The most startling among the cyber security researcher's claims were that BJP leader Gopinath Munde, who died in a car accident in 2014, had been killed because he knew about the rigging, and that journalist Gauri Lankesh, too, was murdered as she had agreed to run a story on the EVM hacking after he approached her.
Shuja's allegations have made headlines in the Indian media. But who is Syed Shuja?
The "cyber expert" said he had worked with Electronics Corporation of India Limited (ECIL) from 2009 to 2014. ECIL is one of the companies, besides Bharat Electronics Limited, that manufactures EVMs in India. The ECIL is looking into whether Shuja was indeed their employee.
While the Election Commission of India said the two firms manufacture the EVMs it uses under "very strict" supervisory and security conditions, Shuja claimed that in April 2014, he and his team realised that "signals were being emitted" from the machines used in the general elections, after ECIL had instructed them to look into whether EVMs could be hacked and if yes, how. Shuja added that the BJP had hacked the EVMs using a modulator that transmitted a "military-grade frequency".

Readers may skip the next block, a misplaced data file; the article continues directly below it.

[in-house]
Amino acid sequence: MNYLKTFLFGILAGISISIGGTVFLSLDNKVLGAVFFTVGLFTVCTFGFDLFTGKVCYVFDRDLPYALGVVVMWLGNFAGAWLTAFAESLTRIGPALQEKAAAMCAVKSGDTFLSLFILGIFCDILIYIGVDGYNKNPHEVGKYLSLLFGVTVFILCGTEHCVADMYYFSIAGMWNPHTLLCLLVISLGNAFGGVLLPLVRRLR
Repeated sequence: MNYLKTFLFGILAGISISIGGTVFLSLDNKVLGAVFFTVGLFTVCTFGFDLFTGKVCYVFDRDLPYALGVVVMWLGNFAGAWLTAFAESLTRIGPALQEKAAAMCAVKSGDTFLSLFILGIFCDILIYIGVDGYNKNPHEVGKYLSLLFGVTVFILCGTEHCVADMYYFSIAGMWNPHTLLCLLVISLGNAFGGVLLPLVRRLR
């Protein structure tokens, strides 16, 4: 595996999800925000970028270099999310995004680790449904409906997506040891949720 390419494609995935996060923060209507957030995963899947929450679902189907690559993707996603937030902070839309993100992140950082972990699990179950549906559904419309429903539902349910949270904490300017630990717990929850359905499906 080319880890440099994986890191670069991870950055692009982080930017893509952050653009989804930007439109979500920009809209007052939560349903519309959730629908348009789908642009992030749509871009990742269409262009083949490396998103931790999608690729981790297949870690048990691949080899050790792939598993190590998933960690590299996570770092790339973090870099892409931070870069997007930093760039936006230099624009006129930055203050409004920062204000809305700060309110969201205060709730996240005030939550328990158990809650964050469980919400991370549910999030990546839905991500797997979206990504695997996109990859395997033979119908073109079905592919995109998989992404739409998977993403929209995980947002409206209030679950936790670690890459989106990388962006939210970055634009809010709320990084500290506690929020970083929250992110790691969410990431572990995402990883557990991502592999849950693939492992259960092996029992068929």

At the press conference, Shuja went on to say that after he and his team approached the BJP in Hyderabad with their new discovery to blackmail the party, they were shot at. He claimed to have been injured in the shooting and that members of his team had died, as well, but authorities had covered up the incident in the garb of a "communal incident".
Fearing for his life, Shuja sought political asylum in the US. Although he did not present any evidence to support the myriad of allegations he made at the press conference, he claimed he had submitted all the evidence in question to US authorities in his application, which had earned him asylum in the country. Shuja said he would provide the same evidence to journalists soon.